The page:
OpenAIRE

    V.Sathya; Gopalakrishnan, V. K.

    2012-01-01

    Phytochemicals in medicinal plants can deliver potential therapeutic drugs such as anticancer, antiviral, antioxidant etc. The plant kingdom is a treasure house of potential drugs and each phytochemical cannot be tested in the wetlab preparations. Hence the main aim of the study is the drug likeness activity of phytochemicals in medicinal plants such as Anethum graveolens, Apium graveolens against hepatocellular carcinoma. These plants have anticancer, antilivercancer, hepatoprotective, antiv...

  7. Use of medicinal plants for diabetes in Trinidad and Tobago

    OpenAIRE

    Mahabir D.; Gulliford M. C.

    1997-01-01

    Use of herbal remedies from medicinal plants (bush medicines) was studied in 622 people with diabetes mellitus attending 17 government health centers on the island of Trinidad, Trinidad and Tobago. Bush medicines were used by 42% of patients surveyed and were used for diabetes by 24%. Bush medicine use was more frequent in Afro-Trinidadians and in those of mixed ethnicity than in Indo-Trinidadians, and was also more prevalent in those with lower educational attainment. Most patients using bus...

  8. Historical versus contemporary medicinal plant uses in Ghana

    DEFF Research Database (Denmark)

    Soelberg, Jens; Asase, A

    2015-01-01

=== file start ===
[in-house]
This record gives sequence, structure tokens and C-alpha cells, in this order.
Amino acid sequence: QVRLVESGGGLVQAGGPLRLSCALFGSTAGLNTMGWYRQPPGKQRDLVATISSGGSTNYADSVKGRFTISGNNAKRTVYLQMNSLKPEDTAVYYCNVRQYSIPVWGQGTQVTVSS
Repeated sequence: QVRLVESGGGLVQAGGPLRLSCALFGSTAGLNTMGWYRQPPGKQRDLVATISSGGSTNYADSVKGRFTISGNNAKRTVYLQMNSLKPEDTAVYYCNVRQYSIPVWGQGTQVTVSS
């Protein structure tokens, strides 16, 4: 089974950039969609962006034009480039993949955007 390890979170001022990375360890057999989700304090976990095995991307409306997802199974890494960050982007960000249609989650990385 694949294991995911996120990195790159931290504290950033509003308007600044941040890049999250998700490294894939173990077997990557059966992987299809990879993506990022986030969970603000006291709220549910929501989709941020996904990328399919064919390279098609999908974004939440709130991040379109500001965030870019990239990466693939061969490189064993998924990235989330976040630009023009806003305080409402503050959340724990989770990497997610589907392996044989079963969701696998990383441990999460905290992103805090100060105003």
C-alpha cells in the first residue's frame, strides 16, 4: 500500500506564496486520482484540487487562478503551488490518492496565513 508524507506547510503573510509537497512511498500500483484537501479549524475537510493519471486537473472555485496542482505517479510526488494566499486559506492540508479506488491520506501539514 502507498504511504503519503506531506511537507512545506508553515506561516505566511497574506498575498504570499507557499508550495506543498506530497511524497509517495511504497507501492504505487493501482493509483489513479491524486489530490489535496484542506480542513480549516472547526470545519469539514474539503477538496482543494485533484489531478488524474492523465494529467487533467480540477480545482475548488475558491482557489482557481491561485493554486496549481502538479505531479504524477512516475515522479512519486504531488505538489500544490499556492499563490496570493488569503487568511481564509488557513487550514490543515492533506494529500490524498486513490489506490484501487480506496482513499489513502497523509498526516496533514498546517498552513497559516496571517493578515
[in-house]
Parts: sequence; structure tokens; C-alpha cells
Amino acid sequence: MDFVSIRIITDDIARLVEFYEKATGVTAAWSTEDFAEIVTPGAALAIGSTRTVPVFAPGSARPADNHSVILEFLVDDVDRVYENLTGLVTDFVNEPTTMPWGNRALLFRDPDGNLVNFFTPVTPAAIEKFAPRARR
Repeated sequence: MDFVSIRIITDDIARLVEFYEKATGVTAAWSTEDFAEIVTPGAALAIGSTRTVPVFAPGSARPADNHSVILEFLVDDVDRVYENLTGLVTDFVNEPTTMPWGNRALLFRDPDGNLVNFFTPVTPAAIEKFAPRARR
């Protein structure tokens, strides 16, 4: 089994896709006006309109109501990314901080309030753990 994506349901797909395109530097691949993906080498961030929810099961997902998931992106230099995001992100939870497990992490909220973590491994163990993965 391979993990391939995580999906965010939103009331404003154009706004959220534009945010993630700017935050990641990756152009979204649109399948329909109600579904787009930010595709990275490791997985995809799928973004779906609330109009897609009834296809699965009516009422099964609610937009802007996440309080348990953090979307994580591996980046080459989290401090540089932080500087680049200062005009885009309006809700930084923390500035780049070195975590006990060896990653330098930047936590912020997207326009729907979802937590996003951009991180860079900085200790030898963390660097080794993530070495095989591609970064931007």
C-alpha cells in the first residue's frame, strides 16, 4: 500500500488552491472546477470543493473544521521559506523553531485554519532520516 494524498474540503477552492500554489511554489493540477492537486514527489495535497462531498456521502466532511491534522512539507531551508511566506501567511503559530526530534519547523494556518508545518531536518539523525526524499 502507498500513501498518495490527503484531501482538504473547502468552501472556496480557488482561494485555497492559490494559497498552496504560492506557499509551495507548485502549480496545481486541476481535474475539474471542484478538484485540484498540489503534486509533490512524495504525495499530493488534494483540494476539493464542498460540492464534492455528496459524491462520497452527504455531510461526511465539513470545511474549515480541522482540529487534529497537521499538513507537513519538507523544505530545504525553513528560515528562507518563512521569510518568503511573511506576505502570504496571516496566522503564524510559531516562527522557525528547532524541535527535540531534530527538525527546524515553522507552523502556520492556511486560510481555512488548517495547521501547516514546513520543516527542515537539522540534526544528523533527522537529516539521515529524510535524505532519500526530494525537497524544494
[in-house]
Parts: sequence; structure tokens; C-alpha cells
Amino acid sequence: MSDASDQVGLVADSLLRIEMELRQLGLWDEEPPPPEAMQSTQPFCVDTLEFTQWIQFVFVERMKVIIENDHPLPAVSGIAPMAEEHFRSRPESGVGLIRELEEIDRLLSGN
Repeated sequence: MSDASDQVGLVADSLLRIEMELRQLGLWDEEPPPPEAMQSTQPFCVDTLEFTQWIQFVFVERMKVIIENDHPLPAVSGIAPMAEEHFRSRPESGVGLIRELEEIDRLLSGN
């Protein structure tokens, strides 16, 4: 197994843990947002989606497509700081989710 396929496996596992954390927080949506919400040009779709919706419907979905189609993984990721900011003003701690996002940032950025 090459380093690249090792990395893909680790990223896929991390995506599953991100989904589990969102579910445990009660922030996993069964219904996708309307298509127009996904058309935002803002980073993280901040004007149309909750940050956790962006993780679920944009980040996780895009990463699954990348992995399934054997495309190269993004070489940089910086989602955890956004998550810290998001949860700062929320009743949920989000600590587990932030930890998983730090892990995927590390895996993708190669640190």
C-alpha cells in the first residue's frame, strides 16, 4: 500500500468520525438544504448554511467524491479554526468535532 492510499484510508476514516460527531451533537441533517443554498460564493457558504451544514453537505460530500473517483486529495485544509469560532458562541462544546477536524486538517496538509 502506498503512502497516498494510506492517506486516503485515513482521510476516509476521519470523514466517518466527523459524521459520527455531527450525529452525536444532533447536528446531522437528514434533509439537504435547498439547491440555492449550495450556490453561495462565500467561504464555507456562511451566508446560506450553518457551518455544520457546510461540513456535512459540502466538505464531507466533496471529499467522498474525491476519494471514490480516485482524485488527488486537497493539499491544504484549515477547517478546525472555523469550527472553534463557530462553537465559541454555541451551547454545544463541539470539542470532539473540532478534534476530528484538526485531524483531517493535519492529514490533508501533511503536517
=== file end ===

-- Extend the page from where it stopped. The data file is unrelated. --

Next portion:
ETHNOPHARMACOLOGICAL RELEVANCE: Three extraordinary, historical documents stemming from observations made in 1697, 1803 and 1817 quote medicinal plant uses among the Fante, Ga and Ashanti people of present-day Ghana, and can be linked to original botanical specimens in European herbaria. This provides a unique opportunity to gain insight to the historical materia medica of Ghana and compare this to contemporary medicinal plant uses. By critical literary and taxonomic review, the present study (re-)establishes the earliest known history of many important Ghanaian medicinal plants, and assesses the scale of change and loss of medicinal plant knowledge in Ghana over time. The study provides the foundation to reconstruct lost or discontinued Ghanaian plant uses in local or ethnopharmacological contexts. MATERIALS AND METHODS: Historical botanical specimens were located in the herbaria of University of Copenhagen Herbarium (C) and British Museum of Natural History (BM). The classification and synonymy of the specimens were updated for the study, and the historical vernacular names and medicinal uses of the plants compared with 20th/21st century literature. The plants of the historical Ga materia medica were (re-)collected to aid in semi-structured interviews. The interviews aimed to document the contemporary uses and names of the plants among the Ga, and to determine to what extent the historical medicinal uses and names are extant. RESULTS AND DISCUSSION: The study identified 100 species in historical medicinal use in Ghana, which could be linked to 134 unique uses and 105 vernacular names in Twi (Ashanti/Fante) and Ga. Most of the plants are common in Ghana. At least 52% of the historical vernacular names appear to still be in use today. Of the specific historical uses, 41 (31%) were traced among contemporary medicinal plant uses in Ghana and represent some of the most important Ghanaian medicinal plant species. However, 93 (69%) of the historical uses could not be traced and appears to be discontinued or forgotten. Among the Ga, two medicinal plants species have become rare or locally extinct, and thus the vast majority of the loss of knowledge appears to be due to cultural extinction. CONCLUSIONS: The scientifically strong voucher material allowed for identification of a high number of historical medicinal plants and their roots in traditional Ghanaian medicine systems 2-300 years ago. The materia medica of the Fante, Ga and Ashanti of Ghana has changed considerably over time. The "forgotten" historical uses warrant further studies to determine the pharmacological activity of these plants. This could provide the foundation for reconstruction of historical medicinal plant uses in evidence-based modern contexts.